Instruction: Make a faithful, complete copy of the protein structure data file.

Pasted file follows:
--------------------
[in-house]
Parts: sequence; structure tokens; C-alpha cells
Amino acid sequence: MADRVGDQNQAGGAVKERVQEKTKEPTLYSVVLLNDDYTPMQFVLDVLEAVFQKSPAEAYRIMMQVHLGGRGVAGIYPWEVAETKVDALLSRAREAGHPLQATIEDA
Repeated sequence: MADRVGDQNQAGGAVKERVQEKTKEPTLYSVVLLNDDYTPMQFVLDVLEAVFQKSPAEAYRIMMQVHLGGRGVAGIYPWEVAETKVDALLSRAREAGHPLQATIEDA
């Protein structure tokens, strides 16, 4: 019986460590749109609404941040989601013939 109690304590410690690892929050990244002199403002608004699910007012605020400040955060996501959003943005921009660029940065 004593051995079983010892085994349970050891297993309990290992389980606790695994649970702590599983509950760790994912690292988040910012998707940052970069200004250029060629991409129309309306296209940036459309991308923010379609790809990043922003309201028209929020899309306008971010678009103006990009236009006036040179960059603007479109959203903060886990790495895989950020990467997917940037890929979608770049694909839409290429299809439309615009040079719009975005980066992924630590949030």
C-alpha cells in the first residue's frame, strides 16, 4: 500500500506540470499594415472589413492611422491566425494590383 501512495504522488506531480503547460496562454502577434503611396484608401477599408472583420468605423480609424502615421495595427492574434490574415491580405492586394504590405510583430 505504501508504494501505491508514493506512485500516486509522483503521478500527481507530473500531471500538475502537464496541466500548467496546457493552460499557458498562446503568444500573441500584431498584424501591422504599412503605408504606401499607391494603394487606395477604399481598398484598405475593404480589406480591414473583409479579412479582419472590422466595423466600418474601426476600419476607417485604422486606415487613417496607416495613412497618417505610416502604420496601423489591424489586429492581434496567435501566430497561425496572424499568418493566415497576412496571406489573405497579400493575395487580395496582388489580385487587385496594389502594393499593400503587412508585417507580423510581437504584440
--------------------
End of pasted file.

[in-house]
Parts: sequence; structure tokens; C-alpha cells
Amino acid sequence: MADRVGDQNQAGGAVKERVQEKTKEPTLYSVVLLNDDYTPMQFVLDVLEAVFQKSPAEAYRIMMQVHLGGRGVAGIYPWEVAETKVDALLSRAREAGHPLQATIEDA
Repeated sequence: MADRVGDQNQAGGAVKERVQEKTKEPTLYSVVLLNDDYTPMQFVLDVLEAVFQKSPAEAYRIMMQVHLGGRGVAGIYPWEVAETKVDALLSRAREAGHPLQATIEDA
């Protein structure tokens, strides 16, 4: 019986460590749109609404941040989601013939 109690304590410690690892929050990244002199403002608004699910007012605020400040955060996501959003943005921009660029940065 004593051995079983010892085994349970050891297993309990290992389980606790695994649970702590599983509950760790994912690292988040910012998707940052970069200004250029060629991409129309309306296209940036459309991308923010379609790809990043922003309201028209929020899309306008971010678009103006990009236009006036040179960059603007479109959203903060886990790495895989950020990467997917940037890929979608770049694909839409290429299809439309615009040079719009975005980066992924630590949030």
C-alpha cells in the first residue's frame, strides 16, 4: 500500500506540470499594415472589413492611422491566425494590383 501512495504522488506531480503547460496562454502577434503611396484608401477599408472583420468605423480609424502615421495595427492574434490574415491580405492586394504590405510583430 505504501508504494501505491508514493506512485500516486509522483503521478500527481507530473500531471500538475502537464496541466500548467496546457493552460499557458498562446503568444500573441500584431498584424501591422504599412503605408504606401499607391494603394487606395477604399481598398484598405475593404480589406480591414473583409479579412479582419472590422466595423466600418474601426476600419476607417485604422486606415487613417496607416495613412497618417505610416502604420496601423489591424489586429492581434496567435501566430497561425496572424499568418493566415497576412496571406489573405497579400493575395487580395496582388489580385487587385496594389502594393499593400503587412508585417507580423510581437504584440